Last edited by Georgetime; 08-15-2011, 08:04 PM.
              Be dangerous, and unpredictable... and make a lot of noise. - John Bush, Anthrax

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              • #22
                Encrypted systems may not be as secure as their users think. Researchers at the University of Pennsylvania "found a significant fraction of the “encrypted” P25 tactical radio traffic sent by federal law enforcement surveillance operatives is actually sent in the clear, in spite of their users’ belief that they are encrypted, and often reveals such sensitive data as the names of informants in criminal investigations."
                The authors of "Why (Special Agent) Johnny (Still) Can’t Encrypt" also found they could jam secure radio transmissions with a hacked GirlTech IM-me.
                The title of the report is a reference to one issued in 1999. This isn't a new problem.

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                • #23
                  OverTheGeicoE writes "The Wall Street Journal has a story describing how the portable radios used by many federal law enforcement agents have major security flaws that allow for easy eavesdropping and jamming. Details are in a new study being released today (PDF). The authors of the study were able ...

                  Looks like the Feds are having the same problem
                  ..."The Wall Street Journal has a story describing how the portable radios used by many federal law enforcement agents have major security flaws that allow for easy eavesdropping and jamming..."
                  The sooner you understand that all your base are belongs to me the better off you will be.

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                  • #24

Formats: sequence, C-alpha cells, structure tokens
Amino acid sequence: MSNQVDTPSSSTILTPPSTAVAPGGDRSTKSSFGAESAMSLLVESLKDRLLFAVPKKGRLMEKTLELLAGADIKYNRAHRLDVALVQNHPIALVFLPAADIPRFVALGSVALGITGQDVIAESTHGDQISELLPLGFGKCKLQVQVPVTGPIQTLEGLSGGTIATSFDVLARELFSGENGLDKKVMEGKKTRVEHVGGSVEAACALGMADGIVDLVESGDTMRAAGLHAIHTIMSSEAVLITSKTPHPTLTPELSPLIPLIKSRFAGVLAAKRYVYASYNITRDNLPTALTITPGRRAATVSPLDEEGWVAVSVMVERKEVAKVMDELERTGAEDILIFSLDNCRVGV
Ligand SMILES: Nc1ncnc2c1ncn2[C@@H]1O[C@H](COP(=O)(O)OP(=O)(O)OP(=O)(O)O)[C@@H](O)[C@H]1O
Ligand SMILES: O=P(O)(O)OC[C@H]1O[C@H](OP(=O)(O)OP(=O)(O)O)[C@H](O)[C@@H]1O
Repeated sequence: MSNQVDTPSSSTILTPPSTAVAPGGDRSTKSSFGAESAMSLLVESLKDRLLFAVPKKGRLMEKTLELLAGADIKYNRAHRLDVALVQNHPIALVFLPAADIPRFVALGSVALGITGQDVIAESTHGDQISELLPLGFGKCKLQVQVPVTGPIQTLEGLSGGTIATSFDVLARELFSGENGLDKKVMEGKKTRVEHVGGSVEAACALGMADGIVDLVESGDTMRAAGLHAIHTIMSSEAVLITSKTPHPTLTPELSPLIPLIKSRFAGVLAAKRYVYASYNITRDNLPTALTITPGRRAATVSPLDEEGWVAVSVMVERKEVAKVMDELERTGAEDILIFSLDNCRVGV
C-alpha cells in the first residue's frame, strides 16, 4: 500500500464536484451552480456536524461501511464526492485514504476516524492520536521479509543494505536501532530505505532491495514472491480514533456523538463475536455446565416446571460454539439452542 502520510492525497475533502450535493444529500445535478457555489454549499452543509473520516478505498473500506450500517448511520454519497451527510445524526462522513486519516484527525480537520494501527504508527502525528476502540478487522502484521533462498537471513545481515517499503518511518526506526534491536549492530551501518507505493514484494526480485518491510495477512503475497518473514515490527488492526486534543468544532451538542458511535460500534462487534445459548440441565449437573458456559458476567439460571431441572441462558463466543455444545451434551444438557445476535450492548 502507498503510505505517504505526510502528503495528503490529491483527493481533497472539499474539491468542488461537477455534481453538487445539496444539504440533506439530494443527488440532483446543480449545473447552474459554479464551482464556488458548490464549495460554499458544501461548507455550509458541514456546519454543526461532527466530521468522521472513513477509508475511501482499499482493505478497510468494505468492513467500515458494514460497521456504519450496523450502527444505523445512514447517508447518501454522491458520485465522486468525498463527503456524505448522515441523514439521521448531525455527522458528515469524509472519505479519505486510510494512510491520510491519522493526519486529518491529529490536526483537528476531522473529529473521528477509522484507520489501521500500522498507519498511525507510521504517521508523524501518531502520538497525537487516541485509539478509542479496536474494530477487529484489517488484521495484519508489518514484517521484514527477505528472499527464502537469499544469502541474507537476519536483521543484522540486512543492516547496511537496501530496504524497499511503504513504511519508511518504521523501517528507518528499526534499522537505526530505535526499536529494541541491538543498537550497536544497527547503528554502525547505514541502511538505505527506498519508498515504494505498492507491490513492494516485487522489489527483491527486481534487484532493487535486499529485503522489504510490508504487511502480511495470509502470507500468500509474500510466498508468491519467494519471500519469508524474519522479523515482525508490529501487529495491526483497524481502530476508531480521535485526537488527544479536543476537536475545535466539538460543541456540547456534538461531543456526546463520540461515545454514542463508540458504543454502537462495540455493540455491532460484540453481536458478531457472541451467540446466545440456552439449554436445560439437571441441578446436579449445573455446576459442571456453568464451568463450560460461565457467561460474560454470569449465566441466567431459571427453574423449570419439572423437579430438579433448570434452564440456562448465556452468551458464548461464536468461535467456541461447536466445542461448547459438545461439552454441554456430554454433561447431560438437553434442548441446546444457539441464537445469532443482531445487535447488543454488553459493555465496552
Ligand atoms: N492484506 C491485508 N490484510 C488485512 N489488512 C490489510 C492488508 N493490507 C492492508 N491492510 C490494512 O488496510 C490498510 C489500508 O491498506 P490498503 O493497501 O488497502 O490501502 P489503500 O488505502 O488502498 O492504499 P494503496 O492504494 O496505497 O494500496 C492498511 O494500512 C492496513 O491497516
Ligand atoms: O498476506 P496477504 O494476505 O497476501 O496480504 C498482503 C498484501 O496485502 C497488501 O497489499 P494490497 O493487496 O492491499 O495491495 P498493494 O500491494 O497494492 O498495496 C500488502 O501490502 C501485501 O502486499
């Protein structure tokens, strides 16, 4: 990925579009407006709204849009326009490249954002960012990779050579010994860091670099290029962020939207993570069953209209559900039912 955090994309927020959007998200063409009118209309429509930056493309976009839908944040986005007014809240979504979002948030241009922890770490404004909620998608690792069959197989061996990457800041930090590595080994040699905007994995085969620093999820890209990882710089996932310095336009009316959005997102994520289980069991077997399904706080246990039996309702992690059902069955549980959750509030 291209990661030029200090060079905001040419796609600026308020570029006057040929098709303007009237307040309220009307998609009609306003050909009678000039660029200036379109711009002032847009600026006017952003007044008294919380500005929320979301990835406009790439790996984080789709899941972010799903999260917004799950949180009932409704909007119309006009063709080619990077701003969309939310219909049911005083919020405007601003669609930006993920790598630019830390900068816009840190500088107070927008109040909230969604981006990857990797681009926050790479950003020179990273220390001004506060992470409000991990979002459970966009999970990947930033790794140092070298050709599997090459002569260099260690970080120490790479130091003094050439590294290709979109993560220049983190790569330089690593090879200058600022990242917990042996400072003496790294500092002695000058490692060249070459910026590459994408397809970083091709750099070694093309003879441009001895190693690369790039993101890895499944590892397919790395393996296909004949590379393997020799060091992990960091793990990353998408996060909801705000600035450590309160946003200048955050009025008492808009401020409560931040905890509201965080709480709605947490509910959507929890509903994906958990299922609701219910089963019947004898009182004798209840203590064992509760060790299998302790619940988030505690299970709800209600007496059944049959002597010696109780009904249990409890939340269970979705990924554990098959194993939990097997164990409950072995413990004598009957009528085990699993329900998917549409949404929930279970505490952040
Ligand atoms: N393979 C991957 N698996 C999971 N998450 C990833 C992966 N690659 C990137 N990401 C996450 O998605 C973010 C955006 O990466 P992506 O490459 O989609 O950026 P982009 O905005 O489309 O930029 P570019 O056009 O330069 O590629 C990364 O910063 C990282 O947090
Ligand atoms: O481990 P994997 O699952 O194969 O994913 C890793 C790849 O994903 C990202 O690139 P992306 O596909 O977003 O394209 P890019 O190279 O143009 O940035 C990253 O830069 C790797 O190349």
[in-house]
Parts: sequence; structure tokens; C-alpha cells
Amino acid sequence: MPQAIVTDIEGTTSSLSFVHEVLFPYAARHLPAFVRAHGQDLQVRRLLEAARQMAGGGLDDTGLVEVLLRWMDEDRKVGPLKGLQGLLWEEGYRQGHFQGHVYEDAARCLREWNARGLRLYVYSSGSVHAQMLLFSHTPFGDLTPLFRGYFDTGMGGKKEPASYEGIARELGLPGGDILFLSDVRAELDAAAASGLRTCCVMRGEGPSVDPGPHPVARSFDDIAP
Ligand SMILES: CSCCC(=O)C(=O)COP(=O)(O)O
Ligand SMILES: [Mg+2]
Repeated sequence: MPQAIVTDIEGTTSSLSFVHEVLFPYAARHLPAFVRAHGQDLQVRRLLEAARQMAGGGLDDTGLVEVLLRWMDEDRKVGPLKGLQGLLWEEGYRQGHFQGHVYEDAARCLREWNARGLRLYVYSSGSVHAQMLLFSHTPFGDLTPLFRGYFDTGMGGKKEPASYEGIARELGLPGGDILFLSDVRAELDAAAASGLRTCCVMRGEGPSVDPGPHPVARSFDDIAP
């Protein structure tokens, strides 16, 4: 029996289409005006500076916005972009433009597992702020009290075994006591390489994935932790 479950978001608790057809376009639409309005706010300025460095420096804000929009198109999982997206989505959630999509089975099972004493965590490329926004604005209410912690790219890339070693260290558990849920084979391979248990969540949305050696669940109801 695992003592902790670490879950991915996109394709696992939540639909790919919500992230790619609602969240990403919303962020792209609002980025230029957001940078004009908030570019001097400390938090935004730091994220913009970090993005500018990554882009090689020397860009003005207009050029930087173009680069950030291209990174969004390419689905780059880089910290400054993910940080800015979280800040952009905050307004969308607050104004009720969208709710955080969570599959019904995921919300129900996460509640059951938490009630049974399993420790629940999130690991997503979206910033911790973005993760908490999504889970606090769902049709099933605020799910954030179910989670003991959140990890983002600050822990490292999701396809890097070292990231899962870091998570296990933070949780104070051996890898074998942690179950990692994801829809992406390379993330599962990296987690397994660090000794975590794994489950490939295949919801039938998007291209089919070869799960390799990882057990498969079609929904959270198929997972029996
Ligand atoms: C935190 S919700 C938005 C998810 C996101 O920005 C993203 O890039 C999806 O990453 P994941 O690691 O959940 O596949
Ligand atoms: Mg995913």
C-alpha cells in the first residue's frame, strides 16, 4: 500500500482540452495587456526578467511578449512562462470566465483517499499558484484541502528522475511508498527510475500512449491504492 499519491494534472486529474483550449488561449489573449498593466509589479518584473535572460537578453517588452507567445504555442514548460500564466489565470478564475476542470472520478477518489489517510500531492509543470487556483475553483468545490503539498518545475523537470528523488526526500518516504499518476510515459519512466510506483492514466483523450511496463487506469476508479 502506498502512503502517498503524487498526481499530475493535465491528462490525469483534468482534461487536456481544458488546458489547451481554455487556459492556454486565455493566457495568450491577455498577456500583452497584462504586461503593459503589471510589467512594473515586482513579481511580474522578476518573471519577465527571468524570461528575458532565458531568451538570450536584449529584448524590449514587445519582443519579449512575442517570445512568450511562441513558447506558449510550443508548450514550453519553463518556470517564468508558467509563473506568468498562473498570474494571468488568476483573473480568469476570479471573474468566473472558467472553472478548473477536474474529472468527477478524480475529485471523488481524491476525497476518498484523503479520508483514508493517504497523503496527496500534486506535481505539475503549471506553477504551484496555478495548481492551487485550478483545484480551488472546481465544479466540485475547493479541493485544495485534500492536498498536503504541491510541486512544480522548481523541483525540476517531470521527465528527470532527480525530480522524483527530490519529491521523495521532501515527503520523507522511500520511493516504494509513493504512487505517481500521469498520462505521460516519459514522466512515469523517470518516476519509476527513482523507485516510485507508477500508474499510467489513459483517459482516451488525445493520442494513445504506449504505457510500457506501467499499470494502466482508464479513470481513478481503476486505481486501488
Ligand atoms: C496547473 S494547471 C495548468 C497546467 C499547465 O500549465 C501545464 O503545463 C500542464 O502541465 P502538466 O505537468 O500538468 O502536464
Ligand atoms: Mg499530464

That was an interesting article. It is more about the P25 standard and the interface of the Motorola handsets than it is the idea of encryption. It did nothing to make the argument against using encryption, it just highlighted some flaws inherent in the system that would allow super knowledgeable and well equipped geeks in a lab to find a radio. The major issue was user interface problems, in other words people transmitting in the clear without realizing it. At least at my level of LE work I'm not terribly concerned about a well funded group of international terrorists using direction finding to locate a clearly marked patrol car with a light bar on top of it. I am fully satisfied that Joe the Burglar and T-Spoon and his dope slinging homies are effectively kept in the dark by encryption as it is being implemented now. That being said my agency has the hardware and could do it, but for some reason we don't.

                    The headline of the paper is misleading in that it gives the impression that the encrypted traffic is susceptible to eavesdropping when in actuality it's not. Of course it's obvious that if you don't have encryption enabled and transmit in the clear that your traffic can be intercepted. I'ts more of an end user problem, or a design problem with the implementation, not the actual algorithm itself. While I don't think there is any real danger posed by the potential issues brought up here, I do hope that these vulnerabilities are being patched or otherwise addressed.
                    Last edited by Georgetime; 08-17-2011, 08:31 AM.
                    Be dangerous, and unpredictable... and make a lot of noise. - John Bush, Anthrax

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                    • #25
                      Why would you think you have a right to this information? Would you want just anyone being able to find out your full name and address just from looking at your tag?
                      If he's a cop he DOES have the right to it.
                      Be dangerous, and unpredictable... and make a lot of noise. - John Bush, Anthrax